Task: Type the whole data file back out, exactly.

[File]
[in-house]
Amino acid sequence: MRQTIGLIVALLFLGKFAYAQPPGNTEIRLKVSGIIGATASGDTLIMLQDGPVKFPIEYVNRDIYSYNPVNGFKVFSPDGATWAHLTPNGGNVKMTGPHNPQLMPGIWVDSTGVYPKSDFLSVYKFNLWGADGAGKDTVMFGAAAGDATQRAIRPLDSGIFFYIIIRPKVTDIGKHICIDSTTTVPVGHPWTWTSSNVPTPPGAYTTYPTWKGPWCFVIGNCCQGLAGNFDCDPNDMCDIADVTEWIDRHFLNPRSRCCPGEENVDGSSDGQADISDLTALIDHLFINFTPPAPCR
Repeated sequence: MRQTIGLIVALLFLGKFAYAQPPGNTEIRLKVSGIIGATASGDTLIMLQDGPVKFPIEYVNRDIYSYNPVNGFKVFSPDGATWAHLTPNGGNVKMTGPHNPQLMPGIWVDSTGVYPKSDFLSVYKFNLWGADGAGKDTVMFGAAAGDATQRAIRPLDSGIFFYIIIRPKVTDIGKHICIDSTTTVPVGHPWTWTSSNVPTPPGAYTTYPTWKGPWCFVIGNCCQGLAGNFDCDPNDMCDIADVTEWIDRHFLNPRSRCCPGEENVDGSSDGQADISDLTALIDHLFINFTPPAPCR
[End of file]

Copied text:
[in-house]
Amino acid sequence: MRQTIGLIVALLFLGKFAYAQPPGNTEIRLKVSGIIGATASGDTLIMLQDGPVKFPIEYVNRDIYSYNPVNGFKVFSPDGATWAHLTPNGGNVKMTGPHNPQLMPGIWVDSTGVYPKSDFLSVYKFNLWGADGAGKDTVMFGAAAGDATQRAIRPLDSGIFFYIIIRPKVTDIGKHICIDSTTTVPVGHPWTWTSSNVPTPPGAYTTYPTWKGPWCFVIGNCCQGLAGNFDCDPNDMCDIADVTEWIDRHFLNPRSRCCPGEENVDGSSDGQADISDLTALIDHLFINFTPPAPCR
Repeated sequence: MRQTIGLIVALLFLGKFAYAQPPGNTEIRLKVSGIIGATASGDTLIMLQDGPVKFPIEYVNRDIYSYNPVNGFKVFSPDGATWAHLTPNGGNVKMTGPHNPQLMPGIWVDSTGVYPKSDFLSVYKFNLWGADGAGKDTVMFGAAAGDATQRAIRPLDSGIFFYIIIRPKVTDIGKHICIDSTTTVPVGHPWTWTSSNVPTPPGAYTTYPTWKGPWCFVIGNCCQGLAGNFDCDPNDMCDIADVTEWIDRHFLNPRSRCCPGEENVDGSSDGQADISDLTALIDHLFINFTPPAPCR